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US, Argentina Team Up To Drain Hezbollah’s Terror Funding

US, Argentina Team Up To Drain Hezbollah’s Terror Funding

Latin American drug money financing Iran-backed Hezbollah’s terrorist operations

The United States and Argentina are to work together to cut off Lebanese terrorist outfit Hezbollah’s funding networks in Latin America. U.S. Secretary of State Rex Tillerson and Argentinian Foreign Minister Jorge Faurie declared their intention to cooperate in this regard during a press conference in Buenos Aires on Sunday.

Argentina is home to a large Lebanese expatriate population and U.S. authorities believe that the Iranian-backed terrorist group has been raising funds for it activities through organised crime in the region, including drug trade.

The latest announcement comes on the heels of President Donald Trump’s decision to pass tough sanctions against Hezbollah. The sanctions are aimed at businesses in Sierra Leone, Ghana, and Liberia, which the Treasury Department believe “sit at the nexus of Hezbollah’s cash flows.”

These recent measures are in sharp contrast to President Obama’s approach to turn a blind eye to Iran-backed Hezbollah’s global terror network. According to an investigative report published by Politico in December last year, Obama administration blocked the U.S. law enforcement plans to dismantle Hezbollah’s drug-running operations on American soil to avoid annoying the Iranian regime ahead of the nuclear deal. [We covered Politico‘s investigative report]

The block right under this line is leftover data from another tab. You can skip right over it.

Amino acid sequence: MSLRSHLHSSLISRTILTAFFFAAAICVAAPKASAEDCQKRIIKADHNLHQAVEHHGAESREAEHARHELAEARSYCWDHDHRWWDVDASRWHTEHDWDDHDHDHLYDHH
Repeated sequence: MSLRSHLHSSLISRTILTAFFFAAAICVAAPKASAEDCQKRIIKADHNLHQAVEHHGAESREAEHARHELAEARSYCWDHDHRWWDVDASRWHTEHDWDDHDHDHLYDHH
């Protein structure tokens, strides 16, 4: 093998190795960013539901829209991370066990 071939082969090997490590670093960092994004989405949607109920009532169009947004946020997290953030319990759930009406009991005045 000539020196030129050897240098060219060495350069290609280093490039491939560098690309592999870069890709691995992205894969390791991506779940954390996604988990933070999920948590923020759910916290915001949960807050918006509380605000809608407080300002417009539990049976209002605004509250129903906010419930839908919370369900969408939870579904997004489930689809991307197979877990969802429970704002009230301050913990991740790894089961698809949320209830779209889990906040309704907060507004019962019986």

Israeli TV network Arutz Sheva reported the detail of the agreement reached between the U.S. and Argentinia:

The United States and Argentina will work together more closely to cut off the Lebanese terrorist group Hezbollah’s funding networks in Latin America, both nations’ top diplomats said Sunday, according to AFP.

Argentina has a large Lebanese expatriate population and U.S. authorities suspect groups within it of raising funds through organized crime to support the Iranian-backed Hezbollah.

Secretary of State Rex Tillerson was in Buenos Aires for talks with his Argentinian counterpart Foreign Minister Jorge Faurie, and afterwards they confirmed that the issue had come up.